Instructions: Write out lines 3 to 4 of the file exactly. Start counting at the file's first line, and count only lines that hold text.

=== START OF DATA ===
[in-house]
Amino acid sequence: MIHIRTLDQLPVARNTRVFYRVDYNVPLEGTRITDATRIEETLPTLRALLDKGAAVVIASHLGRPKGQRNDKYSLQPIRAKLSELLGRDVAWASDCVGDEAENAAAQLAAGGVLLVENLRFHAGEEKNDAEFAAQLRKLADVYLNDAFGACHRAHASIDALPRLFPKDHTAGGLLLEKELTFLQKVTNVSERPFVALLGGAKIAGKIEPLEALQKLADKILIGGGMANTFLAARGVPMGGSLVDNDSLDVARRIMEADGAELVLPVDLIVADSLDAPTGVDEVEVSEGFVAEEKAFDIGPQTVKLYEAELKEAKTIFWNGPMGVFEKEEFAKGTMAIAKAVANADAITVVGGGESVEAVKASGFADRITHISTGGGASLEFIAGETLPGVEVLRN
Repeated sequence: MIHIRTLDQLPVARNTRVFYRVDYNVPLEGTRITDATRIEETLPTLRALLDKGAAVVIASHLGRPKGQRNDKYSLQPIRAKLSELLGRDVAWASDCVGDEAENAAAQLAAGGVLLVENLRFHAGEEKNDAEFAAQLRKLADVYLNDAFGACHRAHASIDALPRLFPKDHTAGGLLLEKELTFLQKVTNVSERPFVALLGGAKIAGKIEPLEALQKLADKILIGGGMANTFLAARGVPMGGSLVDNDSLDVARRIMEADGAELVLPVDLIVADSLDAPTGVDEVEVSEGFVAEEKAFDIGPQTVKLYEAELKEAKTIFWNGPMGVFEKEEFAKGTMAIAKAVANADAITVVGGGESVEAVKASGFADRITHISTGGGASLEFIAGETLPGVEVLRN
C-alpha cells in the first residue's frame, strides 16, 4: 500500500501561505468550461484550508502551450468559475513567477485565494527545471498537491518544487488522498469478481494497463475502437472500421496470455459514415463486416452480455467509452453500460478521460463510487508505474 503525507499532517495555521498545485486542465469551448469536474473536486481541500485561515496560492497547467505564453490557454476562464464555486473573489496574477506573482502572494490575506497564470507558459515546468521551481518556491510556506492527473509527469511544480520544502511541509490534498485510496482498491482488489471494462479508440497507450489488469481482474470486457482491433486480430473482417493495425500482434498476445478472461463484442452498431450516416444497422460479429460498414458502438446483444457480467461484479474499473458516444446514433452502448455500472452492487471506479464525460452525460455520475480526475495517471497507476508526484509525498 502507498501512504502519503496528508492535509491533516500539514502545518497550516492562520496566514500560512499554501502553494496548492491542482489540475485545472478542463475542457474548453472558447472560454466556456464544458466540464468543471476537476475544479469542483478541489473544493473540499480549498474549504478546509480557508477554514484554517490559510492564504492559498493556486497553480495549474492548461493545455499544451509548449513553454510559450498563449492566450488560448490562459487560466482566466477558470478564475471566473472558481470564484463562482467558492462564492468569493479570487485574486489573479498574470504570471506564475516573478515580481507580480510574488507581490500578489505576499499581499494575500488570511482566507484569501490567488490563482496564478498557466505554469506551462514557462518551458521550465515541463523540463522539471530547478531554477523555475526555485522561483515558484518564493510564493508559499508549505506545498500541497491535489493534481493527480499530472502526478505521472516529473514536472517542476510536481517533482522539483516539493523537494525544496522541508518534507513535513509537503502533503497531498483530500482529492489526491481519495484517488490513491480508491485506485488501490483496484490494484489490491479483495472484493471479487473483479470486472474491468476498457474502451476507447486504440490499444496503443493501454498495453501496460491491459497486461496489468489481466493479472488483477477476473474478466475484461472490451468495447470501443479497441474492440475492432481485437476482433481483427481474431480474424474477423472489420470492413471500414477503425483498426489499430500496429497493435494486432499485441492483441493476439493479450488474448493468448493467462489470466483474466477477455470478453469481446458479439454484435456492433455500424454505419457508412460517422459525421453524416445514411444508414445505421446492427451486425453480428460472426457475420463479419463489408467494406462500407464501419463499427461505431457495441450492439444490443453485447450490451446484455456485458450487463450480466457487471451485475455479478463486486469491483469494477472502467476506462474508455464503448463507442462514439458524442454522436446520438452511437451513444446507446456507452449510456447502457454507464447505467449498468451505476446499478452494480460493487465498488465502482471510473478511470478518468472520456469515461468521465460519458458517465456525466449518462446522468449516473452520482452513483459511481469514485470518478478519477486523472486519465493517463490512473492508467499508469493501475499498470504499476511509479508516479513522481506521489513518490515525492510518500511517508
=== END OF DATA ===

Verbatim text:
Repeated sequence: MIHIRTLDQLPVARNTRVFYRVDYNVPLEGTRITDATRIEETLPTLRALLDKGAAVVIASHLGRPKGQRNDKYSLQPIRAKLSELLGRDVAWASDCVGDEAENAAAQLAAGGVLLVENLRFHAGEEKNDAEFAAQLRKLADVYLNDAFGACHRAHASIDALPRLFPKDHTAGGLLLEKELTFLQKVTNVSERPFVALLGGAKIAGKIEPLEALQKLADKILIGGGMANTFLAARGVPMGGSLVDNDSLDVARRIMEADGAELVLPVDLIVADSLDAPTGVDEVEVSEGFVAEEKAFDIGPQTVKLYEAELKEAKTIFWNGPMGVFEKEEFAKGTMAIAKAVANADAITVVGGGESVEAVKASGFADRITHISTGGGASLEFIAGETLPGVEVLRN
C-alpha cells in the first residue's frame, strides 16, 4: 500500500501561505468550461484550508502551450468559475513567477485565494527545471498537491518544487488522498469478481494497463475502437472500421496470455459514415463486416452480455467509452453500460478521460463510487508505474 503525507499532517495555521498545485486542465469551448469536474473536486481541500485561515496560492497547467505564453490557454476562464464555486473573489496574477506573482502572494490575506497564470507558459515546468521551481518556491510556506492527473509527469511544480520544502511541509490534498485510496482498491482488489471494462479508440497507450489488469481482474470486457482491433486480430473482417493495425500482434498476445478472461463484442452498431450516416444497422460479429460498414458502438446483444457480467461484479474499473458516444446514433452502448455500472452492487471506479464525460452525460455520475480526475495517471497507476508526484509525498 502507498501512504502519503496528508492535509491533516500539514502545518497550516492562520496566514500560512499554501502553494496548492491542482489540475485545472478542463475542457474548453472558447472560454466556456464544458466540464468543471476537476475544479469542483478541489473544493473540499480549498474549504478546509480557508477554514484554517490559510492564504492559498493556486497553480495549474492548461493545455499544451509548449513553454510559450498563449492566450488560448490562459487560466482566466477558470478564475471566473472558481470564484463562482467558492462564492468569493479570487485574486489573479498574470504570471506564475516573478515580481507580480510574488507581490500578489505576499499581499494575500488570511482566507484569501490567488490563482496564478498557466505554469506551462514557462518551458521550465515541463523540463522539471530547478531554477523555475526555485522561483515558484518564493510564493508559499508549505506545498500541497491535489493534481493527480499530472502526478505521472516529473514536472517542476510536481517533482522539483516539493523537494525544496522541508518534507513535513509537503502533503497531498483530500482529492489526491481519495484517488490513491480508491485506485488501490483496484490494484489490491479483495472484493471479487473483479470486472474491468476498457474502451476507447486504440490499444496503443493501454498495453501496460491491459497486461496489468489481466493479472488483477477476473474478466475484461472490451468495447470501443479497441474492440475492432481485437476482433481483427481474431480474424474477423472489420470492413471500414477503425483498426489499430500496429497493435494486432499485441492483441493476439493479450488474448493468448493467462489470466483474466477477455470478453469481446458479439454484435456492433455500424454505419457508412460517422459525421453524416445514411444508414445505421446492427451486425453480428460472426457475420463479419463489408467494406462500407464501419463499427461505431457495441450492439444490443453485447450490451446484455456485458450487463450480466457487471451485475455479478463486486469491483469494477472502467476506462474508455464503448463507442462514439458524442454522436446520438452511437451513444446507446456507452449510456447502457454507464447505467449498468451505476446499478452494480460493487465498488465502482471510473478511470478518468472520456469515461468521465460519458458517465456525466449518462446522468449516473452520482452513483459511481469514485470518478478519477486523472486519465493517463490512473492508467499508469493501475499498470504499476511509479508516479513522481506521489513518490515525492510518500511517508